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  #11  
Old 03-12-2016, 04:20 AM
Thaiwake Thaiwake is offline
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Can anyone explain how the fuel pressure regulator actually works? There is a regulator on the injector rail and then the round one on the top of the tank. I can blow both ways through the regulator on the tank so I guess there is no valve in there. Why are there 2 different types of fuel pressure regulator in this system??
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  #12  
Old 03-12-2016, 08:07 AM
chrislandy chrislandy is offline
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In crude terms a pressure regulator is a valve or diaphragm with a spring on it, the fuel pushes on the valve and when it gets to the point where the pressure is greater than the spring it opens slightly to prevent more pressure build up, if the pressure drops then the valve closes maintaining the desired pressure. The excess fuel let through the valve then returns to the tank.

If there is no regulator, the pressure will build up to whatever the pump can produce, if there is no regulator and a fuel return then no pressure with be aquired.

Some early EFI systems (probably not on boats though) just used a pin hole as a regulator and a pump that could only achieve just over the required pressure.

I'm not sure what the second thing is on the tank
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  #13  
Old 03-12-2016, 09:56 AM
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JimN JimN is offline
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Originally Posted by Thaiwake View Post
haha, thankfully no croc's but the jellyfish can help to keep you up on the board that's for sure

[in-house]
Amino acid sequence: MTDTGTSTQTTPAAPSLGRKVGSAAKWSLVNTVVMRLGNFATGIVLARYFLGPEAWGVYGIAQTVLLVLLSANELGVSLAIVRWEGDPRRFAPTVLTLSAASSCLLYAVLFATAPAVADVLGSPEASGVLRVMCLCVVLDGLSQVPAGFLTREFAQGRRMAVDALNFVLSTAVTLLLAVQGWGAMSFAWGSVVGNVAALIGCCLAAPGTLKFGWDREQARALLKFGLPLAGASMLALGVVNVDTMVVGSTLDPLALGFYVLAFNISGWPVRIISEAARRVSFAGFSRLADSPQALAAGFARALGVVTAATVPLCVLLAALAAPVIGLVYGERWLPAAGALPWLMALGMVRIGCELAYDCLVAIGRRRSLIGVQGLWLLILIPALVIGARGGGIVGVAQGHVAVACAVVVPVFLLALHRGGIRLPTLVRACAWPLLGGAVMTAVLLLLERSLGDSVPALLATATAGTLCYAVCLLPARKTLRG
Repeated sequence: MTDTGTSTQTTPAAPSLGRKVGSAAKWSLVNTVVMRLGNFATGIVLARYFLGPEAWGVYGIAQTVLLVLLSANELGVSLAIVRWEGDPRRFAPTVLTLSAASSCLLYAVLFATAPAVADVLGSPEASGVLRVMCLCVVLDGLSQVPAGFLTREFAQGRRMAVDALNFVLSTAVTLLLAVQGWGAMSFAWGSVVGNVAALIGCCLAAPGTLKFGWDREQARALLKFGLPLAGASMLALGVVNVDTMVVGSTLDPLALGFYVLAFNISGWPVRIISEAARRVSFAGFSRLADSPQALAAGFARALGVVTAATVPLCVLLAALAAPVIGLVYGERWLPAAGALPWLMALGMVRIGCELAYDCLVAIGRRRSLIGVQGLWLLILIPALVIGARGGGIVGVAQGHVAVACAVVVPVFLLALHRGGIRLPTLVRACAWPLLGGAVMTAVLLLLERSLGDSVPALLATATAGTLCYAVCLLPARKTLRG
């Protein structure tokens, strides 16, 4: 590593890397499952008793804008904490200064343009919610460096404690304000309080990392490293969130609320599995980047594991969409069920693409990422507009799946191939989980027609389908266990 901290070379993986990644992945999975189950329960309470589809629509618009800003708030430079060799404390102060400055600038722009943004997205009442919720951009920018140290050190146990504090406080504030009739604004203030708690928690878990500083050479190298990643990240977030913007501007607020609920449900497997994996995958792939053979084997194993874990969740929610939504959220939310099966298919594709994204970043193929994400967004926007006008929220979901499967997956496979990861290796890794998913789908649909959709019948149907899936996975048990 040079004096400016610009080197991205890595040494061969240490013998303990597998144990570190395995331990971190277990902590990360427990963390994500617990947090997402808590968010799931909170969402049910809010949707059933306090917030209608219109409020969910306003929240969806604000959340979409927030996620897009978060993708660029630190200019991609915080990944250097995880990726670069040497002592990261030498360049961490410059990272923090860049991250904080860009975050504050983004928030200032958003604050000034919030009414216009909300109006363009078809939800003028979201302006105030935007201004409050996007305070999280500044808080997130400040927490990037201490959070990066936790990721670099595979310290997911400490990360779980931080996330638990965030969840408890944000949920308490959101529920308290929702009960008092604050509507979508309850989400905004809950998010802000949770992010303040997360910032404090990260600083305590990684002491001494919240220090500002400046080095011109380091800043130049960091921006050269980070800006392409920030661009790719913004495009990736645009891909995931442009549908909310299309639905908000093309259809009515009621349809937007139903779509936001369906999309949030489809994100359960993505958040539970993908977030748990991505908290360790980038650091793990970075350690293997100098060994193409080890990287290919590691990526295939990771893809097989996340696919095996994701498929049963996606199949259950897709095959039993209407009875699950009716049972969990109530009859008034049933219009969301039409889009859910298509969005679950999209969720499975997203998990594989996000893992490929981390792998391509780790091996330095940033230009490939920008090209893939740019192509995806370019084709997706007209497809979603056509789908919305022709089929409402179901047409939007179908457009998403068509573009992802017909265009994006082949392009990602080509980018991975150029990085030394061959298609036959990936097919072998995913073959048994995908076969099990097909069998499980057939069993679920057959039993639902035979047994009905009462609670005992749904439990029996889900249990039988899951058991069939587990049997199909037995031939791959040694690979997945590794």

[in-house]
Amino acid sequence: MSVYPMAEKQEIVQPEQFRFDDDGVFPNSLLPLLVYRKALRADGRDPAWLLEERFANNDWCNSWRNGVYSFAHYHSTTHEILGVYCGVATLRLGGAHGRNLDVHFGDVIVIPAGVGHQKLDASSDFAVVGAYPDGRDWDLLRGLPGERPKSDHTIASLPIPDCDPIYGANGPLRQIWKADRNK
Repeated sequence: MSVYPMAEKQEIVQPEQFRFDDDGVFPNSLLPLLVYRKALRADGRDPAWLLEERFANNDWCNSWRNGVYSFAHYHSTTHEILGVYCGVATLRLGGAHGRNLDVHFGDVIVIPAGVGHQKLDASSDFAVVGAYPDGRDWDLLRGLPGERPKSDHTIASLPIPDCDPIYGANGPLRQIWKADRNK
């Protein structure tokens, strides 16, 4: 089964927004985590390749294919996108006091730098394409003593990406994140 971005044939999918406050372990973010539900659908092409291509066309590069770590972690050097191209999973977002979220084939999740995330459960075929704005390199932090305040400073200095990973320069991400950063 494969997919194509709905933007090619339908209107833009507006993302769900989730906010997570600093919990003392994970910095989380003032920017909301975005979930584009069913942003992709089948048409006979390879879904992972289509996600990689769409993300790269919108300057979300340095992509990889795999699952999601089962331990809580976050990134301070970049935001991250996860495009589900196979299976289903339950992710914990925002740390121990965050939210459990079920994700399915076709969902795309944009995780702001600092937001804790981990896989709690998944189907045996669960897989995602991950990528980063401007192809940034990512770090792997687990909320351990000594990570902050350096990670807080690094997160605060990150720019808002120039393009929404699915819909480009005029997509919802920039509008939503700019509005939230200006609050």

Got another question if you guys can help:

I just went down to review some of the other work the mechanic has done and there was another thing that didn't sit right with me. Next to the battery isolator switch there is a small square black box that I think is the voltage regulator. There are 2 red wires on either side that go to the battery switch and a black wire that comes from the middle pin on the box. This black wire was detached from the engine and I didn't know where it came from. The mechanic told me I don't need it and to leave it detached. Now I am starting to question his wisdom, to be fair the engine was running ok without it but I would like to know where it is supposed to attach to??

I think it might come from the alternator but not 100% sure and also not sure if it goes to the positive or negative terminal. Can you guys enlighten me?
Can you post a photo? The voltage regulator should be inside the alternator.
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  #14  
Old 03-12-2016, 09:59 AM
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CantRepeat CantRepeat is offline
 
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Does the black box look somthing like this?

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  #15  
Old 03-20-2016, 09:41 AM
Thaiwake Thaiwake is offline
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So just got my in tank fuel pump and still having similar problems to the other pump. I am thinking now I might have damaged the fuel pressure regulator by putting too much fuel in with the out of the tank pump. I checked fuel pressure and it was ok at idle but when I put the throttle down the pressure went above 70psi.

Is it possible that I damaged the fuel pressure regulator?

Is it easy to change the regulator on the injector rail? It looks like it's welded in so not sure if I can just pull it out?

Do you think there is any chance I damaged the circular regulator on the top of the tank or is it more likely the regulator on the injector rail?

Not sure what to do next? I don't think it is a problem with the pump. Can anyone suggest the next move after the fuel pressure test showed too much pressure?

The engine seems to run fine at idle, then if I pump the gas in neutral it will accelerate to 5700Rrpm and all sounds good. When I try and run in gear it runs fine up to 2500rpm then won't go much further than that. Sometimes it will go up to 3000, but then surges,loses power or dies.

I have sacked my mechanic but how do I repair the damage he has done?

Thanks for any help

Last edited by Thaiwake; 03-20-2016 at 10:00 AM.
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  #16  
Old 03-20-2016, 10:14 AM
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CantRepeat CantRepeat is offline
 
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I'm pretty sure the regulator is onto of the tank.

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  #17  
Old 03-20-2016, 10:23 AM
chrislandy chrislandy is offline